How is morphine injection given?
Follow the directions on your prescription label and read all medication guides. Never use morphine in larger amounts, or for longer than prescribed. Tell your doctor if you feel an increased urge to use more of this medicine.
Morphine is injected into a muscle, or given as an infusion into a vein. Morphine injection is sometimes given with an infusion pump that controls your dosing.
Morphine is sometimes injected into the space around the spinal cord, or directly into the fluid around the brain and spinal cord. A healthcare provider will give this type of injection in a hospital.
Never share opioid medicine with another person, especially someone with a history of drug abuse or addiction. MISUSE CAN CAUSE ADDICTION, OVERDOSE, OR DEATH. Keep the medication in a place where others cannot get to it. Selling or giving away opioid medicine is against the law.
Do not stop using morphine suddenly, or you could have unpleasant withdrawal symptoms. Ask your doctor how to safely stop using this medicine.
Store at room temperature away from moisture and heat. Keep the auto-injector in its original container until you are ready to use it.
Keep track of your medicine. You should be aware if anyone is using it improperly or without a prescription.
Do not keep leftover opioid medication. Just one dose can cause death in someone using this medicine accidentally or improperly. Ask your pharmacist where to locate a drug take-back disposal program. If there is no take-back program, flush the unused medicine down the toilet.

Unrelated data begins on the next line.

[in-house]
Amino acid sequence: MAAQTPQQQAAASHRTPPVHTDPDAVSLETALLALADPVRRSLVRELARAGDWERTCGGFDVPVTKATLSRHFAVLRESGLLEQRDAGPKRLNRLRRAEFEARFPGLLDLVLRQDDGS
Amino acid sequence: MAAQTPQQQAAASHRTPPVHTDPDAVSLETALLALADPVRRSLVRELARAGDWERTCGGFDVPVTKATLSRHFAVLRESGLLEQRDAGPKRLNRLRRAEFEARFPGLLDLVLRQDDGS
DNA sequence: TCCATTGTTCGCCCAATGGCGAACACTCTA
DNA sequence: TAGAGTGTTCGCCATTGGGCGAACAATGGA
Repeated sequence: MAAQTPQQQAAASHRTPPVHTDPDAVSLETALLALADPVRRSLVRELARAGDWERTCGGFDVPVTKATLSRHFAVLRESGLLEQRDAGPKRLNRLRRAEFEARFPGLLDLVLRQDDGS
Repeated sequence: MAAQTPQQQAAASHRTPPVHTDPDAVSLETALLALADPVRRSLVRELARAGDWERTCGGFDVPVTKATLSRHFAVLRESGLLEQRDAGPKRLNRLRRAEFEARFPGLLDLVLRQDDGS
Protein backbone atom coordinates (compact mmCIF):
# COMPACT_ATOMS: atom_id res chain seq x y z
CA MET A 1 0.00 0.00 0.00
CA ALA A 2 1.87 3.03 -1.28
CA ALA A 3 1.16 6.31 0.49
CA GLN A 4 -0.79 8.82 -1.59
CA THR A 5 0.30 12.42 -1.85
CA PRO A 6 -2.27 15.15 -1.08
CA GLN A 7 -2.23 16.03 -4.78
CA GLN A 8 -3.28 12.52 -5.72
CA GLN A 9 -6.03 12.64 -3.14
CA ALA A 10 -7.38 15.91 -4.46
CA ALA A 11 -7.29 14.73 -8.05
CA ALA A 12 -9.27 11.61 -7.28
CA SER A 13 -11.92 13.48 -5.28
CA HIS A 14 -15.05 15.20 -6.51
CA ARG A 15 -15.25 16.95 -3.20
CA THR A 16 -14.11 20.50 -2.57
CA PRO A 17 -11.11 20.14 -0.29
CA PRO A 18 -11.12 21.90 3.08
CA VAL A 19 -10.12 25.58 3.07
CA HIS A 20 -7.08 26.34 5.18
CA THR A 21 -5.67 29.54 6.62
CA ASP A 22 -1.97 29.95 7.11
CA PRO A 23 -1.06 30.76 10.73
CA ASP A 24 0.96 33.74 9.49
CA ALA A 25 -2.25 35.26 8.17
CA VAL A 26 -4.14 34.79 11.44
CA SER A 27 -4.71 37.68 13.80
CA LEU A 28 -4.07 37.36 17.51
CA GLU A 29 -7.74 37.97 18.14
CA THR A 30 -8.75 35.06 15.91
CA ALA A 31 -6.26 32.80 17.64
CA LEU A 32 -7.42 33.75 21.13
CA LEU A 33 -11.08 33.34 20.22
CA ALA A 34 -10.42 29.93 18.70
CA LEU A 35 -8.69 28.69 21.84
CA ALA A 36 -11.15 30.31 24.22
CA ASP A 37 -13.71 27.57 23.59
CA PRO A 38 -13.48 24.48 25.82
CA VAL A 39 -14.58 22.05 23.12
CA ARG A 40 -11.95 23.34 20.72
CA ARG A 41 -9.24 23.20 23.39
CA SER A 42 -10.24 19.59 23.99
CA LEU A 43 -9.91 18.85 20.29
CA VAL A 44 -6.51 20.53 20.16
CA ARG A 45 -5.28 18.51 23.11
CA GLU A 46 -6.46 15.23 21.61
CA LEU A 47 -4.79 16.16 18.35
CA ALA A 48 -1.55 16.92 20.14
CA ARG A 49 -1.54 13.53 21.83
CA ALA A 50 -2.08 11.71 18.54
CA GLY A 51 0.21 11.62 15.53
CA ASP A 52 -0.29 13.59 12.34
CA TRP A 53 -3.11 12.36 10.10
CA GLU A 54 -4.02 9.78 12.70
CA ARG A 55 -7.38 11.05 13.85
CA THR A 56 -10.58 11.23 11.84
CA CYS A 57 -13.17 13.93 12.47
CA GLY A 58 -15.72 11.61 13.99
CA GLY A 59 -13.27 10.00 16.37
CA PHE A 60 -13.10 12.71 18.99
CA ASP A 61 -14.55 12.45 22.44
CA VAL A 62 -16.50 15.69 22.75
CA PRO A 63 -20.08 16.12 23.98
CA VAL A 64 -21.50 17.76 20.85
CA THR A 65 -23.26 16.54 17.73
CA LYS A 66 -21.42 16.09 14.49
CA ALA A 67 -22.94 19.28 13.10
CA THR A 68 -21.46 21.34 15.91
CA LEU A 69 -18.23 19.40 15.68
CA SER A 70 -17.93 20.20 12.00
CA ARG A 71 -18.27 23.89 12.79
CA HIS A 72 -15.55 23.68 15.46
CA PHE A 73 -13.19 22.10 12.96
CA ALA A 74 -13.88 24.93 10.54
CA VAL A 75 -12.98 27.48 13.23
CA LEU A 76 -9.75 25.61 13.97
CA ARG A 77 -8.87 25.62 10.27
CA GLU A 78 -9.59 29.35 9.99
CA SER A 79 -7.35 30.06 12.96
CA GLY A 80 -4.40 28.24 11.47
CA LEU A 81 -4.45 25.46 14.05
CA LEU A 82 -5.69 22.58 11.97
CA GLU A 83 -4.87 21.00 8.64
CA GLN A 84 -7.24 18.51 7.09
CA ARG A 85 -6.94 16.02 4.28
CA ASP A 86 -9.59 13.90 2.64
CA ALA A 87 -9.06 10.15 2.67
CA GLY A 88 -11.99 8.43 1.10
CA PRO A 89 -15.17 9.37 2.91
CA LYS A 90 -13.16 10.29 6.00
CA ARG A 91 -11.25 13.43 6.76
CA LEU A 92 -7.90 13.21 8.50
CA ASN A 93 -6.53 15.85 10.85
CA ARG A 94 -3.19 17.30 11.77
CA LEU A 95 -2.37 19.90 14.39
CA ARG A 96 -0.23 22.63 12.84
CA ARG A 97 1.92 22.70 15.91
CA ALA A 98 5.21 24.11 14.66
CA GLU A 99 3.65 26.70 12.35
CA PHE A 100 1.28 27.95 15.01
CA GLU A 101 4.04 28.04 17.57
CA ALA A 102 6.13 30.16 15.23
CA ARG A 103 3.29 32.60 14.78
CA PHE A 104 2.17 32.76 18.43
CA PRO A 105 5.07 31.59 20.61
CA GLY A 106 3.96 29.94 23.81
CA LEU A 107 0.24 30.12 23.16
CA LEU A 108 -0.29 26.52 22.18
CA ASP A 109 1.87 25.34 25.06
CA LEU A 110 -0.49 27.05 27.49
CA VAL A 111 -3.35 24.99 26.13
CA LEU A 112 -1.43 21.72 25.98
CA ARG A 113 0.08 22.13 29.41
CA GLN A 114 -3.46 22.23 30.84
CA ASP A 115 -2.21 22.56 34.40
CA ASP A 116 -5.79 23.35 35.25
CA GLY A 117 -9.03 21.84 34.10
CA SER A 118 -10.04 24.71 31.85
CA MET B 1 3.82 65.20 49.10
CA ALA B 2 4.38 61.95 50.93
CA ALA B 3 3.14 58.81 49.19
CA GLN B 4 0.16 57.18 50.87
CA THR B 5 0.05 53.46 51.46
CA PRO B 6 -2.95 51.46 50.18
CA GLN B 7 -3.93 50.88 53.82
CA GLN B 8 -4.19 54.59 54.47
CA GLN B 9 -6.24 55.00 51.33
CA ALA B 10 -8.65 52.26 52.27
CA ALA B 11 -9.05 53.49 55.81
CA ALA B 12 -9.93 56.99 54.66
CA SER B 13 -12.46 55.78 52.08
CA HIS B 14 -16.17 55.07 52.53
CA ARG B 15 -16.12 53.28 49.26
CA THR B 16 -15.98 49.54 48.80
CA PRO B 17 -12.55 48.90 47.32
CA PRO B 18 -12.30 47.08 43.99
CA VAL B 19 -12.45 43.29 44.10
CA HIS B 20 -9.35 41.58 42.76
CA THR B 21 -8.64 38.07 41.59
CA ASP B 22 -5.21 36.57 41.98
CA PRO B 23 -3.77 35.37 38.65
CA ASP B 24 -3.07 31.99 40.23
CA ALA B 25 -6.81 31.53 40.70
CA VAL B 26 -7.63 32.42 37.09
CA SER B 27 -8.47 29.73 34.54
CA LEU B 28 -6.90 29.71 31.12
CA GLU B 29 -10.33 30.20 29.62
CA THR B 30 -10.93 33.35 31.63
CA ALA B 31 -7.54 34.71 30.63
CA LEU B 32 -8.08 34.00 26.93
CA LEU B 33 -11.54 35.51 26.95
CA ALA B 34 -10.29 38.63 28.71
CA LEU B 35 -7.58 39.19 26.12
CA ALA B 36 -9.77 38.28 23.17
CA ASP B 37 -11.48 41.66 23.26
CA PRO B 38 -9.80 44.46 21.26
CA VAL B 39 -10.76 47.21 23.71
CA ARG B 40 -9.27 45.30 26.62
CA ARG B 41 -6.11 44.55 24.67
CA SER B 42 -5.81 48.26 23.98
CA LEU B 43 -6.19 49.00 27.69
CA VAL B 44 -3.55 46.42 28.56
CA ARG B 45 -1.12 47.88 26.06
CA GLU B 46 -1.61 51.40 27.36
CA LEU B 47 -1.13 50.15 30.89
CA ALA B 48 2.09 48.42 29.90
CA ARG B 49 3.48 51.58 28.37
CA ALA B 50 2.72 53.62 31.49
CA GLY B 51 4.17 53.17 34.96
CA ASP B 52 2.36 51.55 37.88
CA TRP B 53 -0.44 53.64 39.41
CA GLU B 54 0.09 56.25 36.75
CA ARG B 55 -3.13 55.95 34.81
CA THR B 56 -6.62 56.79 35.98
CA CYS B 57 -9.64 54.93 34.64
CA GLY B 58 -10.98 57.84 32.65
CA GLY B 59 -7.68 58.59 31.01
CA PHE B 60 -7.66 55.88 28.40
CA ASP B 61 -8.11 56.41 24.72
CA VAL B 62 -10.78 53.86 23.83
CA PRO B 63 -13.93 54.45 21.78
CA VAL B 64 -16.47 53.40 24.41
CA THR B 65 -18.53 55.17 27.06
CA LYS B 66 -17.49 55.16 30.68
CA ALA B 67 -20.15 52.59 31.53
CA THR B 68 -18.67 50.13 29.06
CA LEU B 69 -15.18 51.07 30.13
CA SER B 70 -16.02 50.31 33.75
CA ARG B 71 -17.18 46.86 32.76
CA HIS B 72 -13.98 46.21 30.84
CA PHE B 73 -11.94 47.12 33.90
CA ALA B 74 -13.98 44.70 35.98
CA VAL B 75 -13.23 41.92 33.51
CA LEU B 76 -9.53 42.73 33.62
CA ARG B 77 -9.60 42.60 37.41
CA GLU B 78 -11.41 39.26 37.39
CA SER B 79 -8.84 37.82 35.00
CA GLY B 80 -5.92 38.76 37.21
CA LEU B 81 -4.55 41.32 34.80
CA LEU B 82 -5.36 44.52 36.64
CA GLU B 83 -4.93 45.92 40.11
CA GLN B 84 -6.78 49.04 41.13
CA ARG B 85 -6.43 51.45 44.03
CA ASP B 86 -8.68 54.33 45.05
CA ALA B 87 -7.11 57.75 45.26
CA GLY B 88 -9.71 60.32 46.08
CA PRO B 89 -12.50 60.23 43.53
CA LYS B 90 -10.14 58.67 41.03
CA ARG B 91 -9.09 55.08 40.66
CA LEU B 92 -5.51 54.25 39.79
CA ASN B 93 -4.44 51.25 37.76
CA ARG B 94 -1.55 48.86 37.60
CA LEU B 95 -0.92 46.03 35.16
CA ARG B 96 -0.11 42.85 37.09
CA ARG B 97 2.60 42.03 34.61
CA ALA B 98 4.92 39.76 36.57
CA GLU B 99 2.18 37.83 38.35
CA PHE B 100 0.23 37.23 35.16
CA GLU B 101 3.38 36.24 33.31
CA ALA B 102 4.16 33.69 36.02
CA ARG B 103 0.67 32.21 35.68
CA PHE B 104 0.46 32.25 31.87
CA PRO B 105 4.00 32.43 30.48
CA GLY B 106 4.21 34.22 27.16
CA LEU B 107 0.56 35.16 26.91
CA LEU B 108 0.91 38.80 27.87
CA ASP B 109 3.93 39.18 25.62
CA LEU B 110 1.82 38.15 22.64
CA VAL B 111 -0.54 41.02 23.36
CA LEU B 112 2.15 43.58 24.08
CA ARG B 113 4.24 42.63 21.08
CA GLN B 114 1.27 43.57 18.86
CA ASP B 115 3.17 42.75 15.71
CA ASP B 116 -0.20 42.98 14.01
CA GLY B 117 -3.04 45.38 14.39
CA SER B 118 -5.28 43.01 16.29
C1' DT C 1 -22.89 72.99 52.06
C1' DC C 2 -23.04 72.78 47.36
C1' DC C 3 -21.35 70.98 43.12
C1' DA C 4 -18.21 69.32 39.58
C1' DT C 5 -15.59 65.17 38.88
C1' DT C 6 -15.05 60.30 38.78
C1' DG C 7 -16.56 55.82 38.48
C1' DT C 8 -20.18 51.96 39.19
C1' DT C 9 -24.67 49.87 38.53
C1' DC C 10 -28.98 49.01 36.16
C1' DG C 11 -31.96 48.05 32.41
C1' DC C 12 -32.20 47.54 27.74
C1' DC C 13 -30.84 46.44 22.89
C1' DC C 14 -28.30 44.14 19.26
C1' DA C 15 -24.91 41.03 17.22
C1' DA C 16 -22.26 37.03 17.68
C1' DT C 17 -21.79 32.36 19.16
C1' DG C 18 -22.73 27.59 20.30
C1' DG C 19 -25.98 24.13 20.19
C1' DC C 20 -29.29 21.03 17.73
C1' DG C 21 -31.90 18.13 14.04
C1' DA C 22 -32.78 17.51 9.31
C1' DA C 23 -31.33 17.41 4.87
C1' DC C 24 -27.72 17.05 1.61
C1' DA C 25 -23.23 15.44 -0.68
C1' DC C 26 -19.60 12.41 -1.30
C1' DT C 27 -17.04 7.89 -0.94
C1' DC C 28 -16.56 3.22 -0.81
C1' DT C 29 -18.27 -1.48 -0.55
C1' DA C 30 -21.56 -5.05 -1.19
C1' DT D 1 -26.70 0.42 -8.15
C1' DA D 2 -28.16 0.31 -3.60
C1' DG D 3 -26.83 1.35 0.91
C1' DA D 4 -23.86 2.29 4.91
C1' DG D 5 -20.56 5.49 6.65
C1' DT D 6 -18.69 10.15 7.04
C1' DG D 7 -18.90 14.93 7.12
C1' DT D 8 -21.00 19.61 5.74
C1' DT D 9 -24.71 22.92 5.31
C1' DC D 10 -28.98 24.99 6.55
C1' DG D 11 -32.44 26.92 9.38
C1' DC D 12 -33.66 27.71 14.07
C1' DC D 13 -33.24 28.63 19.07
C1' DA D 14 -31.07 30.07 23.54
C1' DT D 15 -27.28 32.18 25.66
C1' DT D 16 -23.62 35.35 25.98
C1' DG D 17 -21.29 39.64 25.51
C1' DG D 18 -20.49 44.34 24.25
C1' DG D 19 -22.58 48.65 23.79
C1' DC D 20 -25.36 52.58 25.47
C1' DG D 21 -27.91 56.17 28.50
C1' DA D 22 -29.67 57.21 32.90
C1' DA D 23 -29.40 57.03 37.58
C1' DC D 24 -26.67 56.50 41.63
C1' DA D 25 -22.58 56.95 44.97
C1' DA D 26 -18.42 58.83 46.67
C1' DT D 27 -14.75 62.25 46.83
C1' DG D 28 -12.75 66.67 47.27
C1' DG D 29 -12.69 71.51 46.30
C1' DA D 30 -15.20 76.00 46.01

What happens if I miss a dose?
Because you will receive morphine in a hospital or with a controlled infusion pump, you are not likely to miss a dose.
What happens if I overdose?
Seek emergency medical attention or call the Poison Help line at 1-800-222-1222. A morphine overdose can be fatal, especially in a child or other person using the medicine without a prescription. Overdose symptoms may include slow heart rate, severe drowsiness, muscle weakness, cold and clammy skin, pinpoint pupils, very slow breathing, or coma.
What should I avoid while using morphine?
Do not drink alcohol. Dangerous side effects or death could occur.
Avoid driving or hazardous activity until you know how this medicine will affect you. Dizziness or drowsiness can cause falls, accidents, or severe injuries.
Avoid getting up too fast from a sitting or lying position, or you may feel dizzy.
What other drugs will affect morphine?
Opioid medication can interact with many other drugs and cause dangerous side effects or death. Be sure your doctor knows if you also use:
- other narcotic medications--opioid pain medicine or prescription cough medicine;
- a sedative like Valium--diazepam, alprazolam, lorazepam, Ativan, Klonopin, Restoril, Tranxene, Versed, Xanax, and others;
- drugs that make you sleepy or slow your breathing--a sleeping pill, muscle relaxer, tranquilizer, antidepressant, or antipsychotic medicine; or
- drugs that affect serotonin levels in your body--a stimulant, or medicine for depression, Parkinson's disease, migraine headaches, serious infections, or prevention of nausea and vomiting.
This list is not complete. Other drugs may affect morphine, including prescription and over-the-counter medicines, vitamins, and herbal products. Not all possible interactions are listed here.
Where can I get more information?
Your doctor or pharmacist can provide more information about morphine.